Unit Testing Browserify Modules

Welcome to the final part of this review of the Pluralsight course Creating JavaScript Modules with Browserify by Jeff “coding with spike” Valore.


Jeff has over 15 years of experience in software development including Java, C#, JavaScript, CoffeeScript, and TypeScript.

His belief that clean, well-organized code is key to making software maintainable has led him to focus on unit testing and solid programming practices and principles as a cornerstone of everyday coding.

He is also the author of Require JS: Dependency Injection and Module Loading

Also in this series:

Part 1 – Getting Started

Part 2 – Easing the Development Process

Part 3 – Unit Testing Browserify Modules

This episode takes a look at the final module of the course:

Unit Testing Browserify Modules


Jasmine is Jeff’s unit testing framework of choice here. You can learn much more about Jasmine in Testing Clientside JavaScript, however Jeff explains the basics for you here.

We begin by installing grunt-contrib-jasmine which allows us to run our jasmine specs headlessly through phantom JS. Jeff shows us the configuration updates that we must make to our grunt file.

Our first spec just tests that true is equal to true, and on the command line we can type “grunt jasmine” and see that this test passes.

To increase our productivity we can use a shorter word as an alias for grunt jasmine. Jeff shows us how to alias it with the word “test”, and from now on we type “grunt test” to run our specs.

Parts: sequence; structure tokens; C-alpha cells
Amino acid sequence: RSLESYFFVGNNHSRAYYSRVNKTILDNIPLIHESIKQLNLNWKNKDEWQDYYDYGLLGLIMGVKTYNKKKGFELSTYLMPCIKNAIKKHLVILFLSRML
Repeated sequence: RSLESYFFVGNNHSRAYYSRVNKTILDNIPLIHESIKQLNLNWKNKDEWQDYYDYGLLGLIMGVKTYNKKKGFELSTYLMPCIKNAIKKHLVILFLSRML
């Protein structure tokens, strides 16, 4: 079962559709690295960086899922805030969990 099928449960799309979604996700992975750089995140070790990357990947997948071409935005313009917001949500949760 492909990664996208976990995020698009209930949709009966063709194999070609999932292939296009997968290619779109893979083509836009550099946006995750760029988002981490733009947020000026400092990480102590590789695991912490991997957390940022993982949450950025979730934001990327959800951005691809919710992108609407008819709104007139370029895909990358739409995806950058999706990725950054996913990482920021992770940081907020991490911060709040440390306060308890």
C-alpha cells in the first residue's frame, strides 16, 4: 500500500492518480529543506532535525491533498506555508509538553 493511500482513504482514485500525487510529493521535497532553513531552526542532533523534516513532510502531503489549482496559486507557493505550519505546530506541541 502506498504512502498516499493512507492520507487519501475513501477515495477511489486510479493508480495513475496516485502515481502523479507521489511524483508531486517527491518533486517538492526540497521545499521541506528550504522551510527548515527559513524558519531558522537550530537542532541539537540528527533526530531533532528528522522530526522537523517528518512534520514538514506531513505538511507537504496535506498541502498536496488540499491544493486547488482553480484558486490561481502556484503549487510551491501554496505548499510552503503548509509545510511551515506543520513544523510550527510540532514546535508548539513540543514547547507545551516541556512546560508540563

Jeff also gives a quick introduction to Jasmine spies.

Unit Testing a CommonJS module

We create taskModule.spec.js and write our tests.

We learn that we can’t run them yet because the spec file needs to be turned into a browserify bundle first. This is because the require function that we are using in our spec file is only made available by using browserify.

Jeff shows how to update our grunt file to browserify all of our spec files and make them available to Jasmine.

We learn that it is a best practice to have modules in objects that don’t maintain state. Most importantly, we must be aware that all exported modules are singletons, so changing a value in one test could affect another test in a bad way.

Mocking Modules

These plugin names just keep getting more interesting. Here we learn about Proxyquireify – Proxy require for Browserify. We use this to inject mock modules into the module cache.

Once installed, we see that it is quite easy to update our Grunt file to use Proxyquireify.

At the top of our spec file we add:

var proxyquire = require(‘proxyquireify’)(require);

With this done Jeff shows how to define mocks in our specs.

This completes our review of Jeff Valore’s Creating JavaScript Modules with Browserify, and I would like to thank him for creating another very informative and useful course

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